– adds up to a serious response, comprehensive in scope and concrete in execution. Adoption of this approach at the European Council would send a powerful message that this is a common problem to which the Union will give a unified response.
We need to start working now on tackling this as a long-term challenge. That means coordinated use of internal and external instruments, with more dialogue with countries of origin, transit and destination. It means more attention to integration and inter-cultural dialogue.
And we cannot escape the reality that to act effectively, we must have the right tools. That means improving our decision-making to speed up action. It does not make sense to deprive ourselves of the options already available.
Third, and final area I would like to raise is enlargement. To some, it might not seem that the issues we face this week show the policy of enlargement effectively delivered. I want to explain why this is wrong.
In the first place, I find criticism odd when we are only a few weeks away from another step forward for enlargement. The vote of this house yesterday not only showed your confidence in two new Commissioners. It also symbolised the key role this Parliament has played in making enlargement possible and making it work.
The benefits of the 2004 enlargement are clear for the Europe of 25. I have no doubt that we will look back on the move to 27 with similar satisfaction.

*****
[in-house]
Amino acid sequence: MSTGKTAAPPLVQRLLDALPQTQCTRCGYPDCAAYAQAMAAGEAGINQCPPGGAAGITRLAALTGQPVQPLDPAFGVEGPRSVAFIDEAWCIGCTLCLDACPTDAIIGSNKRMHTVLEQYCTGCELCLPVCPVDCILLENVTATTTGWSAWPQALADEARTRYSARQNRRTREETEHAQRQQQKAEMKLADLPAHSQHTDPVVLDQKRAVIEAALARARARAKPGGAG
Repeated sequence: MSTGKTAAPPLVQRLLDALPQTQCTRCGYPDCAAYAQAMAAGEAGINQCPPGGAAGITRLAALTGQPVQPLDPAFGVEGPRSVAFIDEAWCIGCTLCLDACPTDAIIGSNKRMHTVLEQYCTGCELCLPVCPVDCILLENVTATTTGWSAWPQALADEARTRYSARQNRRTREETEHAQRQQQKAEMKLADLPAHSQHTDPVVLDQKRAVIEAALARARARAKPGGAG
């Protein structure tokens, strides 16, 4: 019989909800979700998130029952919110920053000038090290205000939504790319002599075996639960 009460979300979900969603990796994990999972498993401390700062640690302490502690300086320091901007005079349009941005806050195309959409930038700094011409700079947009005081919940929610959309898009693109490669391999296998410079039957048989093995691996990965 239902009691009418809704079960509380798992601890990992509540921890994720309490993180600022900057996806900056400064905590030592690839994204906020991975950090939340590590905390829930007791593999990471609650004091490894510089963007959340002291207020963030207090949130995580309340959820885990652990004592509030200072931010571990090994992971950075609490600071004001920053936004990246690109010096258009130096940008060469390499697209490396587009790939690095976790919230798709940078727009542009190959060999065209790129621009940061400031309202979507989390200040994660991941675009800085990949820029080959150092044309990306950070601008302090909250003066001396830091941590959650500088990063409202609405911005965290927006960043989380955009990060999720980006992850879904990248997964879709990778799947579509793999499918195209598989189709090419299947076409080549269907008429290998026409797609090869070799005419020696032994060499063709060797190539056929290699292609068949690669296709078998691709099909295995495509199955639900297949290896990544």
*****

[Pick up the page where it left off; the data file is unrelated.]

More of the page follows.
However, the European Council will focus on two issues: integration capacity, and the accession negotiations with Turkey.
The Commission's report on integration capacity is recognition that there are legitimate questions about implications of enlargement. I think everyone here knows that there has been no attempt by the Union to conceal the consequences of enlargement
– why should we, when the evidence before us points so strongly to the benefits?
But we must respect concerns and redouble our efforts to show how seriously the
Union takes its responsibility to make sure that enlargement works
– yes for both incoming Member States, and for the Union they join. We should all accept a responsibility to engage more strongly in this debate.
Two weeks ago, the Commission made its recommendation on Turkey. As a result, the Council agreed this week to suspend negotiations on a number of key chapters.
This is a clear signal that a breach of legal obligations cannot be accepted. At the same time, continuing this negotiation process clearly lies in our own strategic interest. We need both sides to play by the rules. It is now up to the Turkish side to show its willingness to fulfil its obligations.
We know that we need to keep candidate countries motivated. Enlargement is such a positive force for progress – it is in all of our interests that candidates pursue difficult reforms on a road that is bound to be long. Croatia has made a good start and is likely to be the next acceding country if the reform effort continues. The countries of the Western Balkans have also made progress.
We need a renewed consensus on enlargement: A new consensus which both recognises the strategic value of enlargement, and ensures our capacity to function while gradually integrating new members.
The Commission will continue to stick to the core principles: respect for commitments made, a rigorous and fair assessment, a search to improve the quality of the process. The enlargement process has shown itself to be as resilient as ever.